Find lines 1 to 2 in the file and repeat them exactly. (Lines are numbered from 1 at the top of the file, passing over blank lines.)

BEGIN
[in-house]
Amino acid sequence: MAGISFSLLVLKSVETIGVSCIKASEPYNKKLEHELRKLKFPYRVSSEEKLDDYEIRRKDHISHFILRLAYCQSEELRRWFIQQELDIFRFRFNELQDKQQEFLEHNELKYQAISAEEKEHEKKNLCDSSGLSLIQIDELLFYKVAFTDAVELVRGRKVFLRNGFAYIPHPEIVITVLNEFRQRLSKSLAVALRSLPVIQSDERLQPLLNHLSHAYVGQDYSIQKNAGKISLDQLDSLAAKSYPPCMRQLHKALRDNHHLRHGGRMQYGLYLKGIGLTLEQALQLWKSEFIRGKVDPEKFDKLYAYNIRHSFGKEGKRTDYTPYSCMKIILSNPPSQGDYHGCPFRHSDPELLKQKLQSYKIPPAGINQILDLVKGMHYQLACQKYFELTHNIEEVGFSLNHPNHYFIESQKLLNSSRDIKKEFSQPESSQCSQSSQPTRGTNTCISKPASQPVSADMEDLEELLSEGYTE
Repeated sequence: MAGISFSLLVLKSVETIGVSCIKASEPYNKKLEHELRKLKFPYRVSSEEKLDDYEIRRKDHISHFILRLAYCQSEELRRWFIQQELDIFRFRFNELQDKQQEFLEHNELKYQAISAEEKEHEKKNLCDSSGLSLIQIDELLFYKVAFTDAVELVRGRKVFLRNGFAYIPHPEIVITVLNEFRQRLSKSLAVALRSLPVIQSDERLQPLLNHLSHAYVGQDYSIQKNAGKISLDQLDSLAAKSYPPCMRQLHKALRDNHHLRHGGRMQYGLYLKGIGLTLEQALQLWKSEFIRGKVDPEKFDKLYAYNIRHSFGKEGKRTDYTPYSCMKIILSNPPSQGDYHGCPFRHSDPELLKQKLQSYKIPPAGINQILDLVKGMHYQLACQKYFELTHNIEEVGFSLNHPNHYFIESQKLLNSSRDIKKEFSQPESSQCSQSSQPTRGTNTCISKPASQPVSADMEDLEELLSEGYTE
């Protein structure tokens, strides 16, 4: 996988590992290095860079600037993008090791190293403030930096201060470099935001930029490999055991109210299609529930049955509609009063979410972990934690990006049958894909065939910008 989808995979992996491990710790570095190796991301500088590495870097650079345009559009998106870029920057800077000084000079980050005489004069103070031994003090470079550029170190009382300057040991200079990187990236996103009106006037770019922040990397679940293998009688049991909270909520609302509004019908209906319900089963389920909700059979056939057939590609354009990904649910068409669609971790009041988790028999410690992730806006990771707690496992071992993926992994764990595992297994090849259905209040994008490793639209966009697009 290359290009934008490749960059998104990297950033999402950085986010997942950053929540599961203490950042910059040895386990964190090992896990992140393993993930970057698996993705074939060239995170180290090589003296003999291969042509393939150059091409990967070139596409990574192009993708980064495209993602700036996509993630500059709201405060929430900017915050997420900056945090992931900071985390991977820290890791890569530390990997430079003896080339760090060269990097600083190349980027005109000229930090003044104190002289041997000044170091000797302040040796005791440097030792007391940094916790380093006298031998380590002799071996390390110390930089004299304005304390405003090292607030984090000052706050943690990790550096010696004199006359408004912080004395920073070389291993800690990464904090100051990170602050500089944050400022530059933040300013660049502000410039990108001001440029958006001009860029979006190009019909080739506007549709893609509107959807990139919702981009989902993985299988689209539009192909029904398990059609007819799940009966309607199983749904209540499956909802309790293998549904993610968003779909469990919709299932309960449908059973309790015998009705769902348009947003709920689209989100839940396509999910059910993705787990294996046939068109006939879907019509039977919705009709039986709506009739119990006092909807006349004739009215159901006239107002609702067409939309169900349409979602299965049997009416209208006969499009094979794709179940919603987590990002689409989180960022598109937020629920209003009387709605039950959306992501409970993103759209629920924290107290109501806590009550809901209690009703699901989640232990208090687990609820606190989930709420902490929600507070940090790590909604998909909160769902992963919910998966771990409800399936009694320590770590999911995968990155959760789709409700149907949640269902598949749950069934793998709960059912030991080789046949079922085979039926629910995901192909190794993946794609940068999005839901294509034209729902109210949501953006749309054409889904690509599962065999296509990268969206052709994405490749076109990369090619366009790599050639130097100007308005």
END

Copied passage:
[in-house]
Amino acid sequence: MAGISFSLLVLKSVETIGVSCIKASEPYNKKLEHELRKLKFPYRVSSEEKLDDYEIRRKDHISHFILRLAYCQSEELRRWFIQQELDIFRFRFNELQDKQQEFLEHNELKYQAISAEEKEHEKKNLCDSSGLSLIQIDELLFYKVAFTDAVELVRGRKVFLRNGFAYIPHPEIVITVLNEFRQRLSKSLAVALRSLPVIQSDERLQPLLNHLSHAYVGQDYSIQKNAGKISLDQLDSLAAKSYPPCMRQLHKALRDNHHLRHGGRMQYGLYLKGIGLTLEQALQLWKSEFIRGKVDPEKFDKLYAYNIRHSFGKEGKRTDYTPYSCMKIILSNPPSQGDYHGCPFRHSDPELLKQKLQSYKIPPAGINQILDLVKGMHYQLACQKYFELTHNIEEVGFSLNHPNHYFIESQKLLNSSRDIKKEFSQPESSQCSQSSQPTRGTNTCISKPASQPVSADMEDLEELLSEGYTE